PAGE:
Walmart workers demand living wages

WW photo: G. Dunkel

WW photo: G. Dunkel

Challenging corporate greed, low wages and the anti-worker policies at Walmart, people organized and held protests at Walmart stores around the U.S. on “Black Friday,” Nov. 29. The busiest shopping day of the year in the U.S., it is a critical day for retail outlets to make as much profit as possible off the labor of their low-paid workers.

OUR (Organization United for Respect) Walmart reports that at least 1,500 Walmart stores were hit with demonstrations on Nov. 29. Many of these protests around the country were initiated by concerned individuals and unions, who responded to a call from OUR Walmart for protests that day. Some of these protests ended in the arrest of protesters who refused police orders to disperse.

In South Philadelphia, protesters handed out fliers, chanted, held signs and talked to customers at the local Walmart.

About 250 people protested outside of a Walmart in Secaucus, N.J. Thirteen protesters were arrested when they sat down in the street. The Rude Mechanical Orchestra kept up the spirit of the action, which was strong and militant.

Two busloads of people came from New York City, while a number of others drove and some came by public transportation. Along with OUR Walmart, organized groups included OccuEvolve, People’s Power Assembly and NY Community for Change, along with Food and Commercial Worker union ­organizers.

Two protests were held Nov. 29 in Greater Cleveland, one in the morning on the city’s west side and another in the afternoon in the east side suburb of South Euclid. The first was hosted by Marjorie Chambers, vice president of United Auto Workers Local 1005, and joined by other UAW members and members of the Teamsters, Steelworkers, Cleveland Federation of Teachers and other unions. Chambers joined the second protest, hosted by Service Employees member Fran Mentch. At the second protest participants marched into the Walmart, leafleted customers and workers, and made a statement to the manager.

Elsewhere in Ohio, in Dayton and Cincinnati, Black Friday protests were preceded by one-day walkouts on Nov. 18. Walkouts also occurred earlier in such cities as Chicago, Los Angeles and Seattle.

Workers attend their first protest

Close to 100 people picketed outside of the Towson Walmart near Baltimore on Nov. 29. The protest was initiated by the “We Deserve Better” Workers Assembly in support of Walmart Workers. The assembly has launched a statewide campaign for a $15 minimum wage.

UFCW Local 27 sent a contingent of supporters who helped lead chants. Postal workers from Community and Postal Workers United helped the group put up a 12-foot banner. Students from Johns Hopkins University, the University of Baltimore and the University of Maryland, Baltimore County attended, along with civil rights activists Dr. Marvin “Doc” Cheatham and the Rev. Cortly “C.D.” Witherspoon.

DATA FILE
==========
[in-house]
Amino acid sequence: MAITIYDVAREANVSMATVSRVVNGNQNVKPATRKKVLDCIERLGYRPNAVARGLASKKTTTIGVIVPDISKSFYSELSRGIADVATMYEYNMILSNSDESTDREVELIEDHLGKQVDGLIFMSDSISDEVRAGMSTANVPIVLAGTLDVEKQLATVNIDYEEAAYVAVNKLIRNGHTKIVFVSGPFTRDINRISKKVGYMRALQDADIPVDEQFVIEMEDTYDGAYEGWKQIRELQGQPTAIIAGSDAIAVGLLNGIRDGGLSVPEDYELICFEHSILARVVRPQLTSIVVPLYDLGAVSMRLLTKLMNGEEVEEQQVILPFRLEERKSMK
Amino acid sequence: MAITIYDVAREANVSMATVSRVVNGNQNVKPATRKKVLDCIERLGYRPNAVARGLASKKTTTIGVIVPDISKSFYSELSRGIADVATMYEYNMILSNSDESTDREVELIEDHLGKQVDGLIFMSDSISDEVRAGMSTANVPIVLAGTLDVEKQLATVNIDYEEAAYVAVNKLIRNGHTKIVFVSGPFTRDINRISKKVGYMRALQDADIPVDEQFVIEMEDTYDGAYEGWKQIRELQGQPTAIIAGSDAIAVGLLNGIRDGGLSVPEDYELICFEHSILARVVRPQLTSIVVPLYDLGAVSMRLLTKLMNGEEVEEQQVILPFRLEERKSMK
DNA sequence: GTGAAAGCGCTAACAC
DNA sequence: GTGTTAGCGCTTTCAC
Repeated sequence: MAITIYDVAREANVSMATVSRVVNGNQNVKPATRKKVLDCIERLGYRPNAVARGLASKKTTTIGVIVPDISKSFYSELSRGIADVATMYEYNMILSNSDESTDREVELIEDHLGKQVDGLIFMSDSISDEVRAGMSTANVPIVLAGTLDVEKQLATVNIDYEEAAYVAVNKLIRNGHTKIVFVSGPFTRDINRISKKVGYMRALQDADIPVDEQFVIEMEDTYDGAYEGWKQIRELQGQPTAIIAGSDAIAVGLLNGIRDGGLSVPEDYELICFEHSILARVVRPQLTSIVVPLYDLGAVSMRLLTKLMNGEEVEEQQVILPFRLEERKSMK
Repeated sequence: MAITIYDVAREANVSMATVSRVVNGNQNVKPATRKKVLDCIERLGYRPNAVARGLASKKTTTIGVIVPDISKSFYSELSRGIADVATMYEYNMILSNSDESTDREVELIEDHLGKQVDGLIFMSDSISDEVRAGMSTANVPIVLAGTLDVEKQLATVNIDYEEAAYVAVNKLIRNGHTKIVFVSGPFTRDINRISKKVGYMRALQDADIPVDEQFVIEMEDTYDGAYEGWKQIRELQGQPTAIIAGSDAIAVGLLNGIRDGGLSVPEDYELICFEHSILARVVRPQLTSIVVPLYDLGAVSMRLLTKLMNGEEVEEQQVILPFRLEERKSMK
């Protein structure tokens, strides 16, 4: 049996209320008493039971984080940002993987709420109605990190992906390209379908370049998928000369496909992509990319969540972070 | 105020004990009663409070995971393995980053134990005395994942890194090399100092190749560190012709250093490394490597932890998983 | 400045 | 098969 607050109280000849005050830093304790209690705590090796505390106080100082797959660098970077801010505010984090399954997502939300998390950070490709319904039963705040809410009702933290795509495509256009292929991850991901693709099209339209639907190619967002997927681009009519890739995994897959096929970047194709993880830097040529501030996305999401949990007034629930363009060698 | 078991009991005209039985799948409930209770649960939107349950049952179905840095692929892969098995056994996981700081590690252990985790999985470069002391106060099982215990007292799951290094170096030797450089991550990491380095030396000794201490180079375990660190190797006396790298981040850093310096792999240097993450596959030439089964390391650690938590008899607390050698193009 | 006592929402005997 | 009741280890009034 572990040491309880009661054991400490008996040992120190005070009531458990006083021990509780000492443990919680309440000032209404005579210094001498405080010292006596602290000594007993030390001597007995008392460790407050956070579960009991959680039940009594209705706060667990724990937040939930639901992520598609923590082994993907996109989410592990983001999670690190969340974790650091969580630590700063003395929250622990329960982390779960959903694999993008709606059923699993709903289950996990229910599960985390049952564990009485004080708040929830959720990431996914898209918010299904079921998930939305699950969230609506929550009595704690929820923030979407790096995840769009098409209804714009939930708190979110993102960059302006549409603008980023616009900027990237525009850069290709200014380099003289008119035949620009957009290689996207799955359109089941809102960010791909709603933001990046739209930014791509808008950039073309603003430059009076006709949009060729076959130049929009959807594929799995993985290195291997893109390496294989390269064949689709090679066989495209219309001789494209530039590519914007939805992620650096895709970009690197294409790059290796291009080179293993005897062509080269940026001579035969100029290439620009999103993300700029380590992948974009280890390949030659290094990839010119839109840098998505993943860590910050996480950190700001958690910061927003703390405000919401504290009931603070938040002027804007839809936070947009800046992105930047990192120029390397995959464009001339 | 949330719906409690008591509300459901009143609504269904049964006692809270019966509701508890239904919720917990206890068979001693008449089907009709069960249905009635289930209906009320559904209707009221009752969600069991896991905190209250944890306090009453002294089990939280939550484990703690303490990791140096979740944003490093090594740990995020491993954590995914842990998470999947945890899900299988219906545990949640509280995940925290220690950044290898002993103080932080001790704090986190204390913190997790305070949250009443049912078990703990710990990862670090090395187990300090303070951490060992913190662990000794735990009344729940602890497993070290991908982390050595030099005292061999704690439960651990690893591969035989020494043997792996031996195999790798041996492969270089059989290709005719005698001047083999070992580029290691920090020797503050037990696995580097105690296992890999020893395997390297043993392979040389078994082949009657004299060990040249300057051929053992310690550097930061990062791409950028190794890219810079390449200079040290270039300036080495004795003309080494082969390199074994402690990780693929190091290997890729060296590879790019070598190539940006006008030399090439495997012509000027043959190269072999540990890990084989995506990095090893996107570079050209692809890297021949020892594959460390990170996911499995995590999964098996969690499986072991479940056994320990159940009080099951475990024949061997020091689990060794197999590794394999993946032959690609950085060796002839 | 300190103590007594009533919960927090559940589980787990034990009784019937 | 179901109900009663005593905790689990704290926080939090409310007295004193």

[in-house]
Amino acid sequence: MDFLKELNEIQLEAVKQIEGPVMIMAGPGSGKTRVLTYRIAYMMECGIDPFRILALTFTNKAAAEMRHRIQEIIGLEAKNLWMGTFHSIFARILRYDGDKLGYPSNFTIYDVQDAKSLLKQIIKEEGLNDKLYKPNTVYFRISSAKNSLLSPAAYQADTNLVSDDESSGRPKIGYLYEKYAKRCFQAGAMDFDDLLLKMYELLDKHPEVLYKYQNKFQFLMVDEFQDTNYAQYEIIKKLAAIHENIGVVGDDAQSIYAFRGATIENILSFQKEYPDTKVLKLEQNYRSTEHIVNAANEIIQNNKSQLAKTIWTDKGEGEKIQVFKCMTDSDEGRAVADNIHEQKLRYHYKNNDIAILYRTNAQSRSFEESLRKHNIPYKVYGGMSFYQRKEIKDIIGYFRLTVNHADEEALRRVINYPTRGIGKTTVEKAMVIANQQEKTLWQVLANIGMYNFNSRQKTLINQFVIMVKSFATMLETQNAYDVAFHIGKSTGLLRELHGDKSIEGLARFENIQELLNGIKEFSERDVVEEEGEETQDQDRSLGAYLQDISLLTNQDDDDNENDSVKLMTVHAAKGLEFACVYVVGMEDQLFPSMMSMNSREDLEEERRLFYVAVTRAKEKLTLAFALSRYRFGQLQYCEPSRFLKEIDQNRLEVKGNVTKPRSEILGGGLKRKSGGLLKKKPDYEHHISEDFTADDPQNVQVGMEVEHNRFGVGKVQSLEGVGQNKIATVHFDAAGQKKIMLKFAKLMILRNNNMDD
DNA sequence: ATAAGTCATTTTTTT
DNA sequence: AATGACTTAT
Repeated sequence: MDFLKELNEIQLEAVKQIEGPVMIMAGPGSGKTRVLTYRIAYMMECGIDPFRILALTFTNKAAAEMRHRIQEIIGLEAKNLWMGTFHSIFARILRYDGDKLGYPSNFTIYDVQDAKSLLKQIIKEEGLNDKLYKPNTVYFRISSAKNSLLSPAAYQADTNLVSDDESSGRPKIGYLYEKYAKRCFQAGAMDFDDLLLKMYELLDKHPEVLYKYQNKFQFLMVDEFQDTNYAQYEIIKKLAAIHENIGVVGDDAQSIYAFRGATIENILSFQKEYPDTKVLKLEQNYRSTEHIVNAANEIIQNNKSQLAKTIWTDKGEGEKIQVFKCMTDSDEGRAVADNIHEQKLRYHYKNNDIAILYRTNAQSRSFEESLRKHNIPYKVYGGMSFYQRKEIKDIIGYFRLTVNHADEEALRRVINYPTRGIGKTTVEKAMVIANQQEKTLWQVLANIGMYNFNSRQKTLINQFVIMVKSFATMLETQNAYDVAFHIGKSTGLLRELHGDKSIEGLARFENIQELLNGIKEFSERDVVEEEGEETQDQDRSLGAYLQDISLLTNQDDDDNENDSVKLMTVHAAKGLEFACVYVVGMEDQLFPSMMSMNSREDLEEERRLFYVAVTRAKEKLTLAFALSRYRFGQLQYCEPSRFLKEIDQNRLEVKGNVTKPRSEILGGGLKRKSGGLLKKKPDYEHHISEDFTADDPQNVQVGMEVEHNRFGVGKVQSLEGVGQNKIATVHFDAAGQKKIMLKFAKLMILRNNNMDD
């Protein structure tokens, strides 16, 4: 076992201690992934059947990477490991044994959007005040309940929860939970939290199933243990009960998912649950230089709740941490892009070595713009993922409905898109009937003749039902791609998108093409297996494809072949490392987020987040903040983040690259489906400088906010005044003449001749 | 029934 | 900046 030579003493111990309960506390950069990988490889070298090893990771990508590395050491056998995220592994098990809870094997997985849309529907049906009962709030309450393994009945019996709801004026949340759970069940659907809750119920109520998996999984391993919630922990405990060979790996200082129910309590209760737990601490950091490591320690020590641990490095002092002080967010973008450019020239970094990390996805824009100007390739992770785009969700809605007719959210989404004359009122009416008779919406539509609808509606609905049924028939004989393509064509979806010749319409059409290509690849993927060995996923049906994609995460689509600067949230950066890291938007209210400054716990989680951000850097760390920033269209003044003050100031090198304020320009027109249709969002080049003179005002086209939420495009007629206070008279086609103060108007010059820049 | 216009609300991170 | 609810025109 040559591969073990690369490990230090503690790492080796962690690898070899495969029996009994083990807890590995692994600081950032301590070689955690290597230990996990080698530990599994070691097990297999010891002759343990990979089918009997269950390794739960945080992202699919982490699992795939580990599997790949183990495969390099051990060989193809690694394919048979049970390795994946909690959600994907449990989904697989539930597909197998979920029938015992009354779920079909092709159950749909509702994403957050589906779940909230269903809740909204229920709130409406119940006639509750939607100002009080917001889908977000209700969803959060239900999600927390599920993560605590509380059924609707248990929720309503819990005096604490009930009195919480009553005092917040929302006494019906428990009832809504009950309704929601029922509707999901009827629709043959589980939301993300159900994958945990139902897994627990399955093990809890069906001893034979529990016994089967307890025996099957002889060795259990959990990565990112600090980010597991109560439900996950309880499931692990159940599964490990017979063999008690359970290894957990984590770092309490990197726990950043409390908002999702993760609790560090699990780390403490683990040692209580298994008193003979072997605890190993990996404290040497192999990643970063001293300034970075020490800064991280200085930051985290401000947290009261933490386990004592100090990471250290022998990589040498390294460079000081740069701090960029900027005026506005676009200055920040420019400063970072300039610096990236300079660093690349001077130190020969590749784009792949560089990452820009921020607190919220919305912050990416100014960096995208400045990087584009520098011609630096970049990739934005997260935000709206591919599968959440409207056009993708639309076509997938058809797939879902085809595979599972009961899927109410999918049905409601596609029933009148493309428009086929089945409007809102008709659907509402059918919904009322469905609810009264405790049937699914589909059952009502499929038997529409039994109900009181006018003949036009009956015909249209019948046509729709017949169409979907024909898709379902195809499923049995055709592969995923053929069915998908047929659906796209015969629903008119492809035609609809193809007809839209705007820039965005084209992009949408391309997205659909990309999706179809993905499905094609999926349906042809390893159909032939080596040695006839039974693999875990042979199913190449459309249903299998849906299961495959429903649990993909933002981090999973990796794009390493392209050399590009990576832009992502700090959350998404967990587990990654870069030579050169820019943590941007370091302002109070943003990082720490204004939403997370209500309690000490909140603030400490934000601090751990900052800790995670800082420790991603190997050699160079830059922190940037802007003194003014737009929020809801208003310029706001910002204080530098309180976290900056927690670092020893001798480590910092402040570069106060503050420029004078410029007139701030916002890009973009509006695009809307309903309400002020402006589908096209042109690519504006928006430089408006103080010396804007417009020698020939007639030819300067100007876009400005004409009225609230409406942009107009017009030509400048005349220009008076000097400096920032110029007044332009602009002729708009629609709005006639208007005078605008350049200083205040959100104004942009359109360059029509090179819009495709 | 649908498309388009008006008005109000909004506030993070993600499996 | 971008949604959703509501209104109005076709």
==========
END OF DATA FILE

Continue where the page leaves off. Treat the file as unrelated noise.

The largest number of people who protested, however, had never before participated in a demonstration. They were moved to make this their first protest based on their anger at how Walmart treats its workers.

Sharon Black, a representative of the Workers Assembly, told Workers World, “We were very encouraged by the incredible support witnessed by the numbers of people who came out on a holiday weekend. This is especially remarkable given the recent court injunction filed against protesters and the huge show of force by police.” Black was referring to a court injunction levied in Maryland, Florida, Arkansas and Texas against protesters entering Walmart parking lots and stores.

Walmart on ‘wrong side of history’

Withstanding pouring rain, protesters in Los Angeles demanded that Walmart provide a living wage for its employees. By the main entrance to the store, a flatbed truck blaring music and speakers targeted the anti-worker, anti-union labor policies of the retail giant. Surrounding the truck were hundreds of activists, union members, clergy, immigrant rights and other progressive organizations, including the International Action Center and Workers World Party. An IAC banner stating “Support Walmart Workers’ Strike, Living Wage Now” received lots of media attention and was featured in the Los Angeles Times coverage.

“History always shows that when you are on the wrong side of history you will eventually lose, and Walmart is on the wrong side; the workers will win their demands and more,” IAC activist Maggie Vascassenno told Pacifica Radio’s KPFK during an interview at the protest.

About 200 protesters came out to support Walmart workers in Hayward, Calif. Five people were arrested in a civil disobedience action when they blocked an intersection.

Kim DeFranco reports in that in St. Paul, Minn., “Around 500 people took to the streets at the Midway Shopping Center here, Nov. 29, chanting, ‘Poverty wages have to go!’

“The rally was organized by OUR Walmart (Organization United for Respect at Walmart), Centro de Trabajadores Unidos en Lucha, Service Employees union, Take Action MN, Saint Cloud Workers Center and Minnesotans for a Fair Economy.

“People marched through the shopping center, which brought the protest to the front doors of Walmart. A striking Walmart employee stated that not only do they work for low wages at the store but they are continually disrespected and harassed by management. The march continued into the streets, passing other stores and restaurants chanting, ‘Wal-Mart, Wal-Mart you are no good, treat your workers like you should!’ while onlookers cheered and honked horns. Once the march entered an intersection, people circled around, blocking traffic. The St. Paul police gave warnings to disperse but all stayed. About 30 people were arrested.”

Sharon Black, G. Dunkel, Martha ­Grevatt, Terri Kay, John Parker and Joe Piette contributed to this article.

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